As kids come to us at school, they don’t always feel like they owe us anything - including their respect, care, concern, or attention. Sometimes this is because they’ve been burned by adults in the past. Adults they thought they could count on. Adults that were supposed to have their backs. Kids learn to avoid trust. To count on someone else. To feel like they deserve happiness.
When you meet kids like that, do you see a weed or a wish?
Some kids come to us who look like we do. They say “Yes, ma’am” and “No, sir” and they sit in their desks straight. They write neatly, and they always turn their work in on time. They say “Please” and “Thank you,” and they always get to class on time.
What about those kids? Do you see a weed or a wish?
Some kids come to us with dirty clothes and unbrushed hair. They are always late to their first class because they are getting their free breakfast in the lunchroom, the first thing they’ve eaten since their free lunch the day before.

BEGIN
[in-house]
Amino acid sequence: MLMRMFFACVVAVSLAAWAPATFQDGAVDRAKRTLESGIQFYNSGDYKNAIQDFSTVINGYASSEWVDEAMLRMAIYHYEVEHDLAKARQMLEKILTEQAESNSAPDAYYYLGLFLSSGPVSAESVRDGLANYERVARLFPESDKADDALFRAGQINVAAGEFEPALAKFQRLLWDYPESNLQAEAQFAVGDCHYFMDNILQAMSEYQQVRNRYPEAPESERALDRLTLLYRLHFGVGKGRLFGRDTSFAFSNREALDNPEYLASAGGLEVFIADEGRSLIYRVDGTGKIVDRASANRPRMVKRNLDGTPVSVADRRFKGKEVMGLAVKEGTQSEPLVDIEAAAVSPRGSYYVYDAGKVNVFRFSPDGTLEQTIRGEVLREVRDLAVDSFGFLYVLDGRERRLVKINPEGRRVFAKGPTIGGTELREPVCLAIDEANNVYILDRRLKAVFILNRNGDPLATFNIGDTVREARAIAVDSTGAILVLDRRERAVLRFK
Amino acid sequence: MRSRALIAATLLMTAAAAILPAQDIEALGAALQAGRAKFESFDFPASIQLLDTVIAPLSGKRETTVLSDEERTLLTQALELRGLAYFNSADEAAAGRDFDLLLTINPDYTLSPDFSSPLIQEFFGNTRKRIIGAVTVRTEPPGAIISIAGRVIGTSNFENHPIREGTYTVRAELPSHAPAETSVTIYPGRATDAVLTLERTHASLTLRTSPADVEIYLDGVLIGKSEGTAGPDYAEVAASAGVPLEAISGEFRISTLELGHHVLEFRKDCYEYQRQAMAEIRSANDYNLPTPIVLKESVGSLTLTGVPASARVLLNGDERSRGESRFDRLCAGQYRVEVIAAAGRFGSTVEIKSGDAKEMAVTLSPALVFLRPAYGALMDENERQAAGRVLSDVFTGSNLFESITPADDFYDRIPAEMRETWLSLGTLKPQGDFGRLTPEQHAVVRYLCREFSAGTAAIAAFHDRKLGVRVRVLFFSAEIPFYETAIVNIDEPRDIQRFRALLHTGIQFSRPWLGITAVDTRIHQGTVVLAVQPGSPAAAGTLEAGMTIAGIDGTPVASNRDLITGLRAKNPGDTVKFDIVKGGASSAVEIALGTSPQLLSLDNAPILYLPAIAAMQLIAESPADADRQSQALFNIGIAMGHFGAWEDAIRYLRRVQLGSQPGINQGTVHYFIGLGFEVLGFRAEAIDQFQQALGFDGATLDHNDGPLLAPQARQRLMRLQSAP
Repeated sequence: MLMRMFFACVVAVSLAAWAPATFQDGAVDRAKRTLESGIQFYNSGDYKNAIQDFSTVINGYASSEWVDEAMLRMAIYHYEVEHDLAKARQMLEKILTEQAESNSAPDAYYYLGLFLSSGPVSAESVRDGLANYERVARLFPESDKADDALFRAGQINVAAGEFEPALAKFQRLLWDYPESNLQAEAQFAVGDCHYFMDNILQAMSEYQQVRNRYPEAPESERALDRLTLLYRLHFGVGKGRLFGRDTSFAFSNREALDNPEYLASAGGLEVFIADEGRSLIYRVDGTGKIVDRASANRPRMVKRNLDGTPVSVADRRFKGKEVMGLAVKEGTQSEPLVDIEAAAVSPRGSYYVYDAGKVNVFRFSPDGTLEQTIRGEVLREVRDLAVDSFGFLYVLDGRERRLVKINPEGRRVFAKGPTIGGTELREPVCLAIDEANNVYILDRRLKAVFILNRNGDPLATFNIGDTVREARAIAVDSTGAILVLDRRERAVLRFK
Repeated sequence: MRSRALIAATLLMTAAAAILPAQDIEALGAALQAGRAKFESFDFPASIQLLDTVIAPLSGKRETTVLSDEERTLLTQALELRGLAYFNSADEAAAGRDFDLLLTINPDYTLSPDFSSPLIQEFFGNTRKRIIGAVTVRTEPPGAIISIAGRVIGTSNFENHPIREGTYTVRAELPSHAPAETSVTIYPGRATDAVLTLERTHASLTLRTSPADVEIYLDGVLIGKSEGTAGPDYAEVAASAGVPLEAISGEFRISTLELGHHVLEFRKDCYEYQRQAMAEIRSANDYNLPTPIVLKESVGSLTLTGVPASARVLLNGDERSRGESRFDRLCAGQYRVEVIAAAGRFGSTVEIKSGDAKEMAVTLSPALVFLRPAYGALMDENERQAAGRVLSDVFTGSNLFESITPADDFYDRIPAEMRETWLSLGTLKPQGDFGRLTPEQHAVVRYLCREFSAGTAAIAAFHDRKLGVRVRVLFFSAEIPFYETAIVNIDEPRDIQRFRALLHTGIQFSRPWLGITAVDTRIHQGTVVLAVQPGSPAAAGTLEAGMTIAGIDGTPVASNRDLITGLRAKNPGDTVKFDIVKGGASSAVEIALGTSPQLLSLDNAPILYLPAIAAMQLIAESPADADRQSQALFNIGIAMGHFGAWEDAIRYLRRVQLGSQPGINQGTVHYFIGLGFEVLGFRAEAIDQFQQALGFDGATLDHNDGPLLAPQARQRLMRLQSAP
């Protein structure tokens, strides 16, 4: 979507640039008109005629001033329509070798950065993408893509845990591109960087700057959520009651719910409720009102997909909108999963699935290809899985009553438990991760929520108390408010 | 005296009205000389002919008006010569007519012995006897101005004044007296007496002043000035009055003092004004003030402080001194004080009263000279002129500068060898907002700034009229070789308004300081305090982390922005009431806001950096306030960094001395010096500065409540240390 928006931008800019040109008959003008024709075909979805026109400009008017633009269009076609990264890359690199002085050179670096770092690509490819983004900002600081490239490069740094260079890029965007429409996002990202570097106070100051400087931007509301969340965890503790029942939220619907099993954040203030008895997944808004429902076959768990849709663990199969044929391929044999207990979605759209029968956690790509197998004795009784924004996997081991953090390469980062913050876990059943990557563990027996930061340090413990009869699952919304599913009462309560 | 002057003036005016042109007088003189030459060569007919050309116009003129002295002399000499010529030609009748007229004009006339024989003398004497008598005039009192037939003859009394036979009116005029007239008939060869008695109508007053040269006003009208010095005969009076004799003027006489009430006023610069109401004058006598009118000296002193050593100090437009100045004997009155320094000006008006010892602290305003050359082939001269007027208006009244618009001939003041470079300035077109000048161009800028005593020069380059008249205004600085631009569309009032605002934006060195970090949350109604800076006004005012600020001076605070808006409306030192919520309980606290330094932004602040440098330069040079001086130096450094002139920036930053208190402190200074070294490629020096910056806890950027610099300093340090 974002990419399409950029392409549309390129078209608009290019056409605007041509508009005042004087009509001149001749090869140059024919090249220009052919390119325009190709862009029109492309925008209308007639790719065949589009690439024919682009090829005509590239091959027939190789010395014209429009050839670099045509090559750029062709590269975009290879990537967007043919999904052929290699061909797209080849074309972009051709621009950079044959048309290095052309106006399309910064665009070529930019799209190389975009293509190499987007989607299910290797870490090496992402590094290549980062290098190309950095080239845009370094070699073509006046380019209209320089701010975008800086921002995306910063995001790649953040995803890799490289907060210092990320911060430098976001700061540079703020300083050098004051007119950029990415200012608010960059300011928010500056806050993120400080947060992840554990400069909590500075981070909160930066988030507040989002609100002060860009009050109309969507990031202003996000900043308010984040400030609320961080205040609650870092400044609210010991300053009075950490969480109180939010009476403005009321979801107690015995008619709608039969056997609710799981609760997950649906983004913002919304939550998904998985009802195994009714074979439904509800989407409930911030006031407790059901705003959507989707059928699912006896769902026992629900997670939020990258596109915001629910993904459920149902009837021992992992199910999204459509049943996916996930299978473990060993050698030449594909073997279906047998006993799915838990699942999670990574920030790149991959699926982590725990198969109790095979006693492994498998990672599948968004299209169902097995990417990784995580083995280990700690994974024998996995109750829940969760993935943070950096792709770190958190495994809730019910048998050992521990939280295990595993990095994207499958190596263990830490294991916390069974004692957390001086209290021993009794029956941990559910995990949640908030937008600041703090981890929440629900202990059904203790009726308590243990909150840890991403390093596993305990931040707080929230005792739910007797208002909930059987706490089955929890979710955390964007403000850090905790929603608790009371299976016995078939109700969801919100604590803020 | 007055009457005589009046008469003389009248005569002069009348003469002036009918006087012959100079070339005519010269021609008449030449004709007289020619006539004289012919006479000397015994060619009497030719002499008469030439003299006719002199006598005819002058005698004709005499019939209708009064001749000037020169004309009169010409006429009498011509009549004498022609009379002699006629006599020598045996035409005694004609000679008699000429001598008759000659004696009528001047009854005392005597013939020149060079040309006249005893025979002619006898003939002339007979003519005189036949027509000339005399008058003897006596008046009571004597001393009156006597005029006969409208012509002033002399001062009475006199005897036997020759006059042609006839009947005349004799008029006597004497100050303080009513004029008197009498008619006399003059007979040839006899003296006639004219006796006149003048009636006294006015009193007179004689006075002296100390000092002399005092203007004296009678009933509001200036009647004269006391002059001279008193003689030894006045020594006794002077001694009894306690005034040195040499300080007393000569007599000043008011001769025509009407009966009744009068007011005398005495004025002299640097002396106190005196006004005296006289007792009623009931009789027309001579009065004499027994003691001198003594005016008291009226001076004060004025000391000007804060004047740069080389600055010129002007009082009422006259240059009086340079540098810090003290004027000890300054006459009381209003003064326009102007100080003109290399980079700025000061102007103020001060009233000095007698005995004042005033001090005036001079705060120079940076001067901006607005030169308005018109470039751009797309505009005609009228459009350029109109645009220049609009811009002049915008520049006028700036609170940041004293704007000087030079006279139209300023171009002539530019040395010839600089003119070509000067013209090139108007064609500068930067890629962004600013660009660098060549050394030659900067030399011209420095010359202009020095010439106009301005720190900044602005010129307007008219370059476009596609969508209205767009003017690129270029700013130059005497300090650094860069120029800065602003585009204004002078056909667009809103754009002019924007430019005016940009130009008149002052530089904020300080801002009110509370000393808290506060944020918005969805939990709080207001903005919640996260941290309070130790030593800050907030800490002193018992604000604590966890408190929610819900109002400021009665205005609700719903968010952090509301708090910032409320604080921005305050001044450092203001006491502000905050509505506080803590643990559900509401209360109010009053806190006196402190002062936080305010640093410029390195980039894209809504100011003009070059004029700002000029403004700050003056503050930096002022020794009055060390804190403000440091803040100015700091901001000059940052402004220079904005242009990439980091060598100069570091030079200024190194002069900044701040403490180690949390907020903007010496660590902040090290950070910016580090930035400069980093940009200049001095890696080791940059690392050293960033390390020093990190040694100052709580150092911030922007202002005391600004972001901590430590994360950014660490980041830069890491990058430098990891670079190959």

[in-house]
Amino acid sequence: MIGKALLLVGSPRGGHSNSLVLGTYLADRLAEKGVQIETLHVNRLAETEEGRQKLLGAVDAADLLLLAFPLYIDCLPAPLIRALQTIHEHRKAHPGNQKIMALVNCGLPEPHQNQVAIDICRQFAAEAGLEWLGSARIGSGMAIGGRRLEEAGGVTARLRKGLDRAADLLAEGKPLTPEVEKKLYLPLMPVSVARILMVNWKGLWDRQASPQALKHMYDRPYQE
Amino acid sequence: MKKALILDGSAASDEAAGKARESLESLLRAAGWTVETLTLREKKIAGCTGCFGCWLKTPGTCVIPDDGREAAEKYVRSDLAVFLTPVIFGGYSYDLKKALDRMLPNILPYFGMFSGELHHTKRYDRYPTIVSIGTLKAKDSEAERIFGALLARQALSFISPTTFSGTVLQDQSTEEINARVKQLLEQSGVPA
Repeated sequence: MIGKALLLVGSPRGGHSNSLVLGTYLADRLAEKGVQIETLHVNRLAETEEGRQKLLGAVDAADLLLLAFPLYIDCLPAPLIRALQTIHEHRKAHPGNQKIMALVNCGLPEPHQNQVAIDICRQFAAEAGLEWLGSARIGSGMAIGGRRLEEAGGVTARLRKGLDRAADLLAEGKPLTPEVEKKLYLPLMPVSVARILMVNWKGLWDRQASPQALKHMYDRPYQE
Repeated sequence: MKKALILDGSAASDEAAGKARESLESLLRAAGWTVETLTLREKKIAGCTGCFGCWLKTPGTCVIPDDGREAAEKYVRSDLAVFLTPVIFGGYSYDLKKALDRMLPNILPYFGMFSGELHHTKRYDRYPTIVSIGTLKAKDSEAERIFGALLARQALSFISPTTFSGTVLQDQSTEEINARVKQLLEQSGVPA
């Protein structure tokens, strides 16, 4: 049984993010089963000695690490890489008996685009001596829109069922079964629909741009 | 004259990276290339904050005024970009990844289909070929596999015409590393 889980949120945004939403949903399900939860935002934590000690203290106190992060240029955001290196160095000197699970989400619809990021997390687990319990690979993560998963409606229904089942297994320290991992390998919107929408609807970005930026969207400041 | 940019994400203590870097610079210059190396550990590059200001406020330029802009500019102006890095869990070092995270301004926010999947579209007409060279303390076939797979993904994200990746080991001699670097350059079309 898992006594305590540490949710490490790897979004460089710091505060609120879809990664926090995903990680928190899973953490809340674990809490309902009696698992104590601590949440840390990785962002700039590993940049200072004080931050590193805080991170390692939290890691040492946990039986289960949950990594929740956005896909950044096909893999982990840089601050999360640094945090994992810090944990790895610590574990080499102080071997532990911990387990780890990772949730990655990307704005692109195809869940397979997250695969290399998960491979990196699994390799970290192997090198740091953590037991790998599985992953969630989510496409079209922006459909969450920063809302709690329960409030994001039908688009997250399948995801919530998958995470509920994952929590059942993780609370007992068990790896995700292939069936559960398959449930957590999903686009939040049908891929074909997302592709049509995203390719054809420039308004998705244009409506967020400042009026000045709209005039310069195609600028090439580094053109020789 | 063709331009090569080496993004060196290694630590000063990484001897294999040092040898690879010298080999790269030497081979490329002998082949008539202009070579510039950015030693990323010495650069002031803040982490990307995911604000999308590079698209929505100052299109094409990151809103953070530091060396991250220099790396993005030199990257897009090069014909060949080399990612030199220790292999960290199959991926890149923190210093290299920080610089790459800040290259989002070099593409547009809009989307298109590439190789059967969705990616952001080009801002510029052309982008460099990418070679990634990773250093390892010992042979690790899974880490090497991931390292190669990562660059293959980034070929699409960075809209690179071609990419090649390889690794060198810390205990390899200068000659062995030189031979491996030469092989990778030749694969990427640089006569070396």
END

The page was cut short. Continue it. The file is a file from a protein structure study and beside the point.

Some kids don’t read easily, and they don’t seem to care about their grades. They don’t do their homework all the time, and they don’t ask questions in class or volunteer to give input in class discussion.
Some kids are loud and active. They want to sharpen their pencils or walk to the trash can at least once during the class period every day. They can’t sit still in their desks, and they forget to raise their hands when answering a question. They can’t find their work without going through their backpacks, which are jammed full of papers and other school supplies.
Do you see a WEED or a WISH?
The awesome thing is this: It’s a choice. OUR choice. We get to decide how we will view all kids. While the kids may come from different backgrounds, with different baggage, they all enter our doors where we choose our expectations for them.
What will you choose to see?
"When you choose to see the good in others,
you end up seeing the good in yourself."